Reconciling the work of Ballard and Bartlett: An investigation of repeated testing
Wheeler, Mark Allen
Roediger, Henry L., III
Master of Arts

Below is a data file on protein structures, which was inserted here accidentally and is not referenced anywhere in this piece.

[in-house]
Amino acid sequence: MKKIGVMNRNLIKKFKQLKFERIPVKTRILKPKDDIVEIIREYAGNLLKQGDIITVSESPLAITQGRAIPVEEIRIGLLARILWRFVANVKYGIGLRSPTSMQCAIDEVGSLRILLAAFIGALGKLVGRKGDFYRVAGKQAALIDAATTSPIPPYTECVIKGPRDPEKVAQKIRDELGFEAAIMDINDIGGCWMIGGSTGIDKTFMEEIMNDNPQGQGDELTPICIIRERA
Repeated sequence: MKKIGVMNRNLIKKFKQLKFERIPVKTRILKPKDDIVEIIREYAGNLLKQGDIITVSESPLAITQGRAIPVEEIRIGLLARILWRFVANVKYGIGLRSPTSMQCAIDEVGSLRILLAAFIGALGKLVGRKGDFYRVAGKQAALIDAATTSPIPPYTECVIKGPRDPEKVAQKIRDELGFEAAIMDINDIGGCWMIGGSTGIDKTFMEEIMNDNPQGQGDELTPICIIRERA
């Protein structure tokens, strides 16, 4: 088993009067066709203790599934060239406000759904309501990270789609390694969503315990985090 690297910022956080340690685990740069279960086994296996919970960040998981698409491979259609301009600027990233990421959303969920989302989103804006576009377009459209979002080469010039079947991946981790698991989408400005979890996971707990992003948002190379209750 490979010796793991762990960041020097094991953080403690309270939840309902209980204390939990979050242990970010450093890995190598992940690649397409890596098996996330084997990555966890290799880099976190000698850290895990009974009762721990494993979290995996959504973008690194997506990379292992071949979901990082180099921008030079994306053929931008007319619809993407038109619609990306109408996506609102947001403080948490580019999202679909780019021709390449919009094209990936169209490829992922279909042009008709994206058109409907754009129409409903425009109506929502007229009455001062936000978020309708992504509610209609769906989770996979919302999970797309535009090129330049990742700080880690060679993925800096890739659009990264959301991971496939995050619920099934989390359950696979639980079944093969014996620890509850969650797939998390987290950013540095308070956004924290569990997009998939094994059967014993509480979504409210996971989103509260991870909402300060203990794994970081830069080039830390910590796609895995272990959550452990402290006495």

Three experiments investigated the ways memories change over repeated tests. A tradition of previous work started by Ballard (1913) revealed net improvement (or hypermnesia) over tests, while Bartlett (1932) showed intertest forgetting. Differences between the paradigms include the type of material learned (lists of items vs. prose) and the delay interval between recall tests (several days for Bartlett and up to one day for Ballard). Both factors were examined in three experiments. In all experiments, hypermnesia was obtained across repeated memory tests when tests occurred within a single, experimental session. However, intertest forgetting resulted after a one-week delay, replicating Bartlett. Performance on repeated tests was discovered to be a function of the number of prior tests and the delay between tests, while response criterion (lenient or strict) and the nature of the learned material (pictures or prose passages) were not important.